Thursday, February 10, 2011

Loading Riverboats



Today's picture shows a Riverboat being loaded in Vicksburg, Mississippi. I do believe I see a few bales of cotton being readied for loading. Now, as a professional courtesy, I tend to shy away from criticizing the riverboat captaintry of others, but I do feel like the captain of the middle riverboat brought her in a wee bit close to the riverboat on the right. If I were the riverboat captain, I would always try and leave at least three feet between me and the next riverboat when parking. I have always felt that such a courtesy tends to help avoid conflict and harsh words between the crews of the two vessels.

14 comments:

  1. This just looks like an other angle of your photo from Monday, I remember thinking back then about how the captain had his boat right up against the one in front of him. At the time I also thought, WOW, he is right up against the rails of the other boat.

    ReplyDelete
  2. That sure is a busy loading area. At least four steam boats in there at the same time. But like you said, I think I would be a litle put off if some one park their boat that close to mine.
    Maybe the current pulled some on the anchor rope and it just drifted in that close.

    ReplyDelete
  3. Earlier this week some one remarked that two pictures seemed to be of the same ship. All of the boats in this shot look to be identical.

    Here's a question. My dad (a Navy man) said a ship is large enough to hold a boat. (Man the life boats!) Why are these vessels called boats, instead of ships? Inquiring minds, and all that.

    ReplyDelete
  4. This comment has been removed by the author.

    ReplyDelete
  5. I'll add to the ship vs boat question. Submarines, no matter how large, are referred to as boats.

    John

    ReplyDelete
  6. As to space between boats, remember that rivers have current. It very well may have been necessary to brace the boats against each other and even tie them together to hold them steady for loading. I grew up in, on, and around the Tippecanoe River in Indiana, and learned by experience the force (and danger) of river currents.

    ReplyDelete
  7. Here's an explanation of the difference between boat and ship: http://tinyurl.com/kscaml

    ReplyDelete
  8. Try this site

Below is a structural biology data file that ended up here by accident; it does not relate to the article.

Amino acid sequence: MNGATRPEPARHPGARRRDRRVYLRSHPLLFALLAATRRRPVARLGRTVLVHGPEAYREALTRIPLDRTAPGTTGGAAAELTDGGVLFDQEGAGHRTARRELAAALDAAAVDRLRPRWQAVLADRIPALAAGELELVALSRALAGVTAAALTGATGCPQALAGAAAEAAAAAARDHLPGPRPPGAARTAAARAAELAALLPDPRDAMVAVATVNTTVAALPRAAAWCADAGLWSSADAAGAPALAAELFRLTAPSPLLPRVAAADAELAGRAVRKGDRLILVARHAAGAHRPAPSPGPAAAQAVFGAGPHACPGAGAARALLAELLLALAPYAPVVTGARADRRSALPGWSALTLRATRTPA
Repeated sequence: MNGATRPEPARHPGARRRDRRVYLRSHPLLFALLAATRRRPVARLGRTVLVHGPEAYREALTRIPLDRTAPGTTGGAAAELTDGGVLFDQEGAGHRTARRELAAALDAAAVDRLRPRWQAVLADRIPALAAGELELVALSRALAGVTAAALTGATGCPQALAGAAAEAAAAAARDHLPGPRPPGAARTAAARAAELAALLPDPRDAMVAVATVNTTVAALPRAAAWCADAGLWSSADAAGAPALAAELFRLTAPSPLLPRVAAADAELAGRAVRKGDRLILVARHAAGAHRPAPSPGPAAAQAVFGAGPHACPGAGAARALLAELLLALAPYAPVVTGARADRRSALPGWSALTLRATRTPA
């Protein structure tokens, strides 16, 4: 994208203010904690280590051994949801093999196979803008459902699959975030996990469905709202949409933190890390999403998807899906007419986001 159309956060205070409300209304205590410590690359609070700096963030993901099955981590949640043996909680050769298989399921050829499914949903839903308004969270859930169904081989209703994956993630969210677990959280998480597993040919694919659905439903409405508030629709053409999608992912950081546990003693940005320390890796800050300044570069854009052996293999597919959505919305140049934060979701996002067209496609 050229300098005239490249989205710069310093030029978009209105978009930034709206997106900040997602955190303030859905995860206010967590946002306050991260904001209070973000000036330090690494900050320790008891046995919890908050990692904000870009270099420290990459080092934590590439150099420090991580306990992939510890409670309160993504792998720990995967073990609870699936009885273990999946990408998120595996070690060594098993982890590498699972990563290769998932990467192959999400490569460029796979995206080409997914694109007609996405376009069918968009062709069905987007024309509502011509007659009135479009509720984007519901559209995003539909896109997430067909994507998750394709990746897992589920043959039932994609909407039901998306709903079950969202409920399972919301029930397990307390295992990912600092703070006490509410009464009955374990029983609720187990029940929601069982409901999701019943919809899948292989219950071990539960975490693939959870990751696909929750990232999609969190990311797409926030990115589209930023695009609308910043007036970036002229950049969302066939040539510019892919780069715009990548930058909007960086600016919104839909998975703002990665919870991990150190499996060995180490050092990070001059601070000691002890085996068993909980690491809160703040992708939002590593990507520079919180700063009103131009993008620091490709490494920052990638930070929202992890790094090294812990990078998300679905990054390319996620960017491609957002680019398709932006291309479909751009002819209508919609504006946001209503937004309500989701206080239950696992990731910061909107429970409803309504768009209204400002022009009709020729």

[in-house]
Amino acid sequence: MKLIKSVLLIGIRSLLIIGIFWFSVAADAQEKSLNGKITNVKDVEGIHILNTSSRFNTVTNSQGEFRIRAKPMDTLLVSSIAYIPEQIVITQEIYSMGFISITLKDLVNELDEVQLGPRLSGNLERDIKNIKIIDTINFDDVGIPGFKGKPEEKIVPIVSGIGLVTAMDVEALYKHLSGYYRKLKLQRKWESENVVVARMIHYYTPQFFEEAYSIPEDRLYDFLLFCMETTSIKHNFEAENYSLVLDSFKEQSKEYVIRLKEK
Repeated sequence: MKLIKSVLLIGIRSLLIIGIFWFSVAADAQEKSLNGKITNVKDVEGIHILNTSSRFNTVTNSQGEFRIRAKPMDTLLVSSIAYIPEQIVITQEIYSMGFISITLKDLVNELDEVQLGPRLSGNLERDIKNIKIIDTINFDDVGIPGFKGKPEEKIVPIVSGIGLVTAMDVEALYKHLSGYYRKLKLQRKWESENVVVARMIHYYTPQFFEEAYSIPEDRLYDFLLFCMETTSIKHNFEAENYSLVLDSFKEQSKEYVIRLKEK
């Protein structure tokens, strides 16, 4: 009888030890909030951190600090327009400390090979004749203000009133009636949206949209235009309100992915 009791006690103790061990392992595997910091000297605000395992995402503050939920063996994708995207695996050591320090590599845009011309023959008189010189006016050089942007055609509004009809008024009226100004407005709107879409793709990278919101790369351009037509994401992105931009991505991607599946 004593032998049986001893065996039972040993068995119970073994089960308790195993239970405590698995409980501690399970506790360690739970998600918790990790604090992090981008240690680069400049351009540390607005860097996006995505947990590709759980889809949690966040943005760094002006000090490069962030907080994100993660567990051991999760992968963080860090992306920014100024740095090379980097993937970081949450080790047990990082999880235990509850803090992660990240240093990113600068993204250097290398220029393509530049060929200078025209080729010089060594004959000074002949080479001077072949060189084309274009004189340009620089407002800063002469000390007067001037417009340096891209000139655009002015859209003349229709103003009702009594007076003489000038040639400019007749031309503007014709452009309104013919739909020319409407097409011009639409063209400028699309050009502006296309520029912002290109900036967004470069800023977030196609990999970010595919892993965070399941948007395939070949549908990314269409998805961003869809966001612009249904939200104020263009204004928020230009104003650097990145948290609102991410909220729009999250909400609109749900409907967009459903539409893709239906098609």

http://www.wisegeek.com/what-is-the-difference-between-a-ship-and-a-boat.htm

    ReplyDelete
  9. Having the riverboats in contact with one another is not even a concern as boats touch against docks all the time. A boat is not like a car.

    Also, it is worth noting that there is no moorage so the riverboats cannot tie-up to a spaced "spot" and unless it's a tidal river, there is no tide which would cause the riverboats to bump forcefully against one another.

    ReplyDelete
  10. Sorry, but I'm only concerned about the cars that come to close to mine.
    I know-wrong subject.

    ReplyDelete
  11. If you look really close between the two riverboats you will see posts which disappear into the water. They are white, rectangular in crossection and extend up to the second deck of the boats. There's one where the boats seem to contact and two more along the side of the boat on the right. Maybe these are mooring points. If so it's not such a haphazard arrangement after all.

    John

    ReplyDelete
  12. The landing at Vicksburg, as well as other river towns, was a public landing. No assigned spaces, tie up where there's room.

    Boats would always put the bow in facing the current. This would allow the river to help them when backing into the channel. Packets would use wood or rope as bumpers to lessen contact while moored.

    ReplyDelete
  13. I believe it to perhaps be the result of a situation known to RBC, (River Boat Captains)
    as..aquatic drift...or not.

    brokedown

    ReplyDelete
  14. The photo looks very good and I think a SLR camera has been used to photograph it. I like your images very much. I am a little photographer myself

    ReplyDelete